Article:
Rev. Meredith Garmon
Dear Unitarian Universalists,
I just want to say: thanks! Thank you for siding with love. And against cruelty.
Isn't everyone against cruelty? As someone raised UU, I grew up assuming that was the case.
In January 2007, LoraKim and I were living in Gainesville, Florida, so of course we watched the NCAA football championship game that month, and of course we rooted for the home team Florida Gators against the Ohio State Buckeyes. When Florida, slight underdogs going into the game, won 41-14, I was glad. All around me the town was celebrating.
I was in a celebratory mood myself, and left the TV on for post-game reporting. Post-game shows seem to like to include fan reaction segments -- don't ask me why. They cut to a scene in Columbus, Ohio and showed a woman bedecked in OSU red and white. She was dejected, of course. In fact, she was crying. The broadcast cut back to a Gainesville bar, and two young men who had been watching the bar TV and had just seen the shot of the Ohio woman crying. The young men gleefully jeered and mocked her.
That was the moment I lost interest in college football. I'd been a football fan all my life, and I understood that jeering and mocking the opposition before the game -- and a certain amount of gloating afterward from partisans of the victor -- were to be expected. Yet I was unprepared for the delight I saw being taken in another's pain: the evident pleasure in cruelty for its own sake. The brief shot of those celebrating Gator fans haunted me. As I processed my horror, a more extreme example of the same phenomenon rose to mind: the photos I'd seen from the 1920s of smiling, celebratory white faces at the lynching of a black person.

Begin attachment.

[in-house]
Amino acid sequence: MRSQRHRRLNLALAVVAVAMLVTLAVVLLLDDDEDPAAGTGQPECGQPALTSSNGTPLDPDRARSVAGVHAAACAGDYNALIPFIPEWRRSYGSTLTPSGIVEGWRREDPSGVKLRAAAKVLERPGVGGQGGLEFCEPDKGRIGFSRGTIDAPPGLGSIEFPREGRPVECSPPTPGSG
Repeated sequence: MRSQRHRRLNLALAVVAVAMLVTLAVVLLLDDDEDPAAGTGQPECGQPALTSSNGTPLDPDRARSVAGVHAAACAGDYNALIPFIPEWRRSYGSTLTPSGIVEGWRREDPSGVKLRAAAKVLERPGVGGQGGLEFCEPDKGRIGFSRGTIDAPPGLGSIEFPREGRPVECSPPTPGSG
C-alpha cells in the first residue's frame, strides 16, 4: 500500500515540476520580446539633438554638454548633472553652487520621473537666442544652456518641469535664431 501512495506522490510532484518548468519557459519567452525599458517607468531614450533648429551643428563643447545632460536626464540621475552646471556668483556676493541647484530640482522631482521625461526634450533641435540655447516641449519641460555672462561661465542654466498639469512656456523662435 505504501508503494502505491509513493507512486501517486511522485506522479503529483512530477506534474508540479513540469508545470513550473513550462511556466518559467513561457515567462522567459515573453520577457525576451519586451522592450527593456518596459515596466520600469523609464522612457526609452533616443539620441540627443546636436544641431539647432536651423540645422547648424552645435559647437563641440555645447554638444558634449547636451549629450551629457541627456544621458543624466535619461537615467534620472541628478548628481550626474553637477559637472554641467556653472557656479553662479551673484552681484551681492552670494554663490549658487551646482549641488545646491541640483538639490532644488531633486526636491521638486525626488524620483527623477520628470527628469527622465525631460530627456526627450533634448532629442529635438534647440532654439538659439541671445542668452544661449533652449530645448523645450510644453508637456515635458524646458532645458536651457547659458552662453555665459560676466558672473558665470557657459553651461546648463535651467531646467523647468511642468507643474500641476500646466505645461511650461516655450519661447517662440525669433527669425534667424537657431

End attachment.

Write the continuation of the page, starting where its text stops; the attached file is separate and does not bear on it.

All of this came back to me this week as I read Adam Serwer's article, "The Cruelty is the Point," and Lili Loofbourow's "Brett Kavanaugh and the Cruelty of Male Bonding." Cruelty, directed toward women, apparently functions as a bonding mechanism for some men, a means "for intimacy through contempt." Oh, dear God.
Political theorist Judith Shklar is credited with saying "liberals are the people who think cruelty is the worst thing we do." I am quick to distinguish a religious liberal and a political liberal, recognizing that many people are religiously liberal and politically conservative. I don't know if viewing cruelty as "the worst thing we do" is actually any less prominent among political conservatives than political liberals, but Shklar's point resonates with me as a characterization of religious liberals. Moreover, I have always appreciated that Shklar's way of putting it avoids claiming that liberals actually are less cruel -- just that, when we are, or discover that we have been, we think of it as "being at our worst."
My life as a Unitarian Universalist has kept me in the company of people with an intuitive revulsion to cruelty -- people who see cruelty as, indeed, worse than, say, betrayal, dishonor, subversion, cowardice, or desecration -- which, of course, can also be devastating human failings. I'm so grateful to all of you who keep UU congregations going, who give your lives to sustaining liberal religious communities, who see cruelty as the worst thing we do and therefore see care and kindness as the best, and who keep lit the flame of care and kindness as the supreme value. During these times when the celebration of cruelty -- seems to be ascendant, the only hope I see is . . . you -- the people who side with love. Thank you. You're lifesavers!
Gratefully, so gratefully yours,